Thomasina was Janet's older sister. She was a sleek brown mouse who was larger than Janet. She had fine whiskers and was very popular with all the boy mice. Thomasina was usually the center of attention whenever mice got together. But Thomasina had a serious side, too. She was the oldest child and was responsible for helping their parents take care of all of the younger children, and there were a lot of those. Thomasina and Janet shared a bed in a little space just off the main room of their parent's nest. They would talk long into the night about their plans and dreams for the future. While Janet wanted to be an inventor, Thomasina wanted to become an architect and design beautiful places for mice to live. But one of them had to stay home and help with the children. If Janet was going to go off and learn to be an inventor, Thomasina would have to give up her dream of being an architect.
And now, Janet's requests through MouseMail had finally worked. Her dreams were about to come true and she was going to live in the city with her uncle's neighbor's friend, an older mouse named Vincent. This mouse loved to tinker with machines and invent new ones. He was looking for a set of helping paws. After a long walk to the city, Janet arrived at Vincent's mouse hole ready, nervous, and excited. Vincent quickly put Janet to work.
The two mice toiled all through winter, the older teaching the younger and the younger taking care of chores like cleaning up the shop and oiling the tools. The weather was dreary all winter, cold and wet, with many overcast days, but Janet didn't notice. She was learning so much from Vincent that it seemed the brightest and most exciting time there could ever be.
Another wonderful thing about living with Vincent was that the food was great. At home, Janet's family lived on simple mouse food, stale bread and crumbs with an occasional piece of cheese or human food that fell behind the kitchen stove. The human family that owned the farmhouse cleaned it very carefully, and didn't leave much for the mice. Vincent lived behind a restaurant. He would select the choicest morsels from the food the restaurant threw away and make big, delicious meals on the "Super Stupendous Succulent Stove Machine" that he had invented.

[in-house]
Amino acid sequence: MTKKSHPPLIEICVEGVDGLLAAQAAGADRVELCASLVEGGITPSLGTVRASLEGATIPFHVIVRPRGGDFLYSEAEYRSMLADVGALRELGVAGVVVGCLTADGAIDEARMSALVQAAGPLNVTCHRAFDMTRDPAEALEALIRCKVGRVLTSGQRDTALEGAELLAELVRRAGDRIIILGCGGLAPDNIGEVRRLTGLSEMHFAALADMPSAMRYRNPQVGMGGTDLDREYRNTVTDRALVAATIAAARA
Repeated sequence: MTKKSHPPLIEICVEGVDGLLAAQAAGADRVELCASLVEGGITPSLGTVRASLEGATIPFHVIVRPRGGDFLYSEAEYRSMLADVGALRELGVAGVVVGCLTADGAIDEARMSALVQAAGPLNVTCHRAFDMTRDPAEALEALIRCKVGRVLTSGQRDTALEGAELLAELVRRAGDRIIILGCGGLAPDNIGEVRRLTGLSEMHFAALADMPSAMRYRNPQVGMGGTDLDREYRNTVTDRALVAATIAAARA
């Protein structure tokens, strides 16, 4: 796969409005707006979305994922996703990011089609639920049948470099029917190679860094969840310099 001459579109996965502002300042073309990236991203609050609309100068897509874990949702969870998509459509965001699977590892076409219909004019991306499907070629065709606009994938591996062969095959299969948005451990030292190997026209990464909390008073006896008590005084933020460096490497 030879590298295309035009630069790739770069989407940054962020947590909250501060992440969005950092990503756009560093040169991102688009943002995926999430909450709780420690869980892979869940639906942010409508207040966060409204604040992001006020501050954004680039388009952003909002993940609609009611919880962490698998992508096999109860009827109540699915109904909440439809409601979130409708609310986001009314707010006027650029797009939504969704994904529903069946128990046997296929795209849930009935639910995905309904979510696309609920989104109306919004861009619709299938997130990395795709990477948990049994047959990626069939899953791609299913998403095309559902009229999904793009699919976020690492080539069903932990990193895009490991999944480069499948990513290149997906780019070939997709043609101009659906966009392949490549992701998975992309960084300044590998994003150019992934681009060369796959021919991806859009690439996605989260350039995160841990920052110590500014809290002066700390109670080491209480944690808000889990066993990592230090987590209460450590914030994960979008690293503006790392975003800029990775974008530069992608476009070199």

The two industrious mice kept working through the spring, and well into the summer. They only took time off to raid the restaurant garbage, for Vincent to cook, and, of course, for a little sleep. They thought, they drew, they talked it over, and then they built. And usually, they would tear apart what they had built because it didn't quite work. Then they would start all over again, each time getting closer to what they were trying to make. For the last several months Vincent and Janet had been working on a mouse-car, the "Marvelous Magical Mouse Mobile"! It had seats and a radio and lights and everything. It even had a wagon on the back so that the driver could carry something from one place to another without having to hold it in his or her front paws and hop like a kangaroo.
After a particularly busy week putting the finishing touches on the Mouse Mobile, working all the day and most of the night, Janet started thinking about her family. She hadn't seen them for a long time. She told Vincent that she'd like to go back home and spend a week at the farmhouse in the country. Vincent looked seriously at Janet and, for a while he didn't say a word. Janet felt very strange. "Have I done something wrong?" she asked herself. But Janet just looked down at her feet and said nothing.
When Vincent finally spoke, a smile came across his face, "Well, I'll miss you, Janet. When you go, why don't you try out the Mouse Mobile? I was thinking that it needed a long test drive."